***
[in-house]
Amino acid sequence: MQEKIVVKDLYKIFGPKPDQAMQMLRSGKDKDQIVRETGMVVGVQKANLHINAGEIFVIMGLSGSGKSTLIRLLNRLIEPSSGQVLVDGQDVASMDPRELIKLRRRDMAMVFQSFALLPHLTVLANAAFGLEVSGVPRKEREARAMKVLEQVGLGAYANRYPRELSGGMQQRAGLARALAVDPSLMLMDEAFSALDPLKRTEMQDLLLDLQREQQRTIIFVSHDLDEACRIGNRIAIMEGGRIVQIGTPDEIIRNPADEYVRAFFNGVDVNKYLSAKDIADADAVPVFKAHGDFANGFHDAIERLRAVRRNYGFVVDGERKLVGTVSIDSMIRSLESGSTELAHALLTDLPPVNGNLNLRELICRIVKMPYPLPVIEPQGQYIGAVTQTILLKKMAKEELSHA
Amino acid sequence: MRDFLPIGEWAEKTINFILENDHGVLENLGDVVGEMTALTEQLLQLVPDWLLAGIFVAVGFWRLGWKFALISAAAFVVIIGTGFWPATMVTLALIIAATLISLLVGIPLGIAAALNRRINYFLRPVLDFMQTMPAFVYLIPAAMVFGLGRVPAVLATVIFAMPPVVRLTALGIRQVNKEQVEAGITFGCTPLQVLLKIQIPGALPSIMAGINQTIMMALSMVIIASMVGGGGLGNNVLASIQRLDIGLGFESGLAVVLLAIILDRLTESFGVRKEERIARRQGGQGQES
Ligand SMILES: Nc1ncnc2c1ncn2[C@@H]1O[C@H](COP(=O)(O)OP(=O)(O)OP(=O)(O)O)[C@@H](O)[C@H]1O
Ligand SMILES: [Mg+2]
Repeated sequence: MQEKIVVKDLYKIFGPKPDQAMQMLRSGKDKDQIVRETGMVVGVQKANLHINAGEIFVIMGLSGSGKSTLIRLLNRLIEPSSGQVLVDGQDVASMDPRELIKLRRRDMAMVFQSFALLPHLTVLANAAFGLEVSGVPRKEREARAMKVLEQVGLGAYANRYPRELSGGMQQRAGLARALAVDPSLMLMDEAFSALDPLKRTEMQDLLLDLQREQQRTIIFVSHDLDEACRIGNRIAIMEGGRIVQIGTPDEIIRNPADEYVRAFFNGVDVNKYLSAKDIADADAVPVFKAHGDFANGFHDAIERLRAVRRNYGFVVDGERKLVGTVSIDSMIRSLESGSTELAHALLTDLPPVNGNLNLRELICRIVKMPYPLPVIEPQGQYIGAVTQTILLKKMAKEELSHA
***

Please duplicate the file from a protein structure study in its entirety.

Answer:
[in-house]
Amino acid sequence: MQEKIVVKDLYKIFGPKPDQAMQMLRSGKDKDQIVRETGMVVGVQKANLHINAGEIFVIMGLSGSGKSTLIRLLNRLIEPSSGQVLVDGQDVASMDPRELIKLRRRDMAMVFQSFALLPHLTVLANAAFGLEVSGVPRKEREARAMKVLEQVGLGAYANRYPRELSGGMQQRAGLARALAVDPSLMLMDEAFSALDPLKRTEMQDLLLDLQREQQRTIIFVSHDLDEACRIGNRIAIMEGGRIVQIGTPDEIIRNPADEYVRAFFNGVDVNKYLSAKDIADADAVPVFKAHGDFANGFHDAIERLRAVRRNYGFVVDGERKLVGTVSIDSMIRSLESGSTELAHALLTDLPPVNGNLNLRELICRIVKMPYPLPVIEPQGQYIGAVTQTILLKKMAKEELSHA
Amino acid sequence: MRDFLPIGEWAEKTINFILENDHGVLENLGDVVGEMTALTEQLLQLVPDWLLAGIFVAVGFWRLGWKFALISAAAFVVIIGTGFWPATMVTLALIIAATLISLLVGIPLGIAAALNRRINYFLRPVLDFMQTMPAFVYLIPAAMVFGLGRVPAVLATVIFAMPPVVRLTALGIRQVNKEQVEAGITFGCTPLQVLLKIQIPGALPSIMAGINQTIMMALSMVIIASMVGGGGLGNNVLASIQRLDIGLGFESGLAVVLLAIILDRLTESFGVRKEERIARRQGGQGQES
Ligand SMILES: Nc1ncnc2c1ncn2[C@@H]1O[C@H](COP(=O)(O)OP(=O)(O)OP(=O)(O)O)[C@@H](O)[C@H]1O
Ligand SMILES: [Mg+2]
Repeated sequence: MQEKIVVKDLYKIFGPKPDQAMQMLRSGKDKDQIVRETGMVVGVQKANLHINAGEIFVIMGLSGSGKSTLIRLLNRLIEPSSGQVLVDGQDVASMDPRELIKLRRRDMAMVFQSFALLPHLTVLANAAFGLEVSGVPRKEREARAMKVLEQVGLGAYANRYPRELSGGMQQRAGLARALAVDPSLMLMDEAFSALDPLKRTEMQDLLLDLQREQQRTIIFVSHDLDEACRIGNRIAIMEGGRIVQIGTPDEIIRNPADEYVRAFFNGVDVNKYLSAKDIADADAVPVFKAHGDFANGFHDAIERLRAVRRNYGFVVDGERKLVGTVSIDSMIRSLESGSTELAHALLTDLPPVNGNLNLRELICRIVKMPYPLPVIEPQGQYIGAVTQTILLKKMAKEELSHA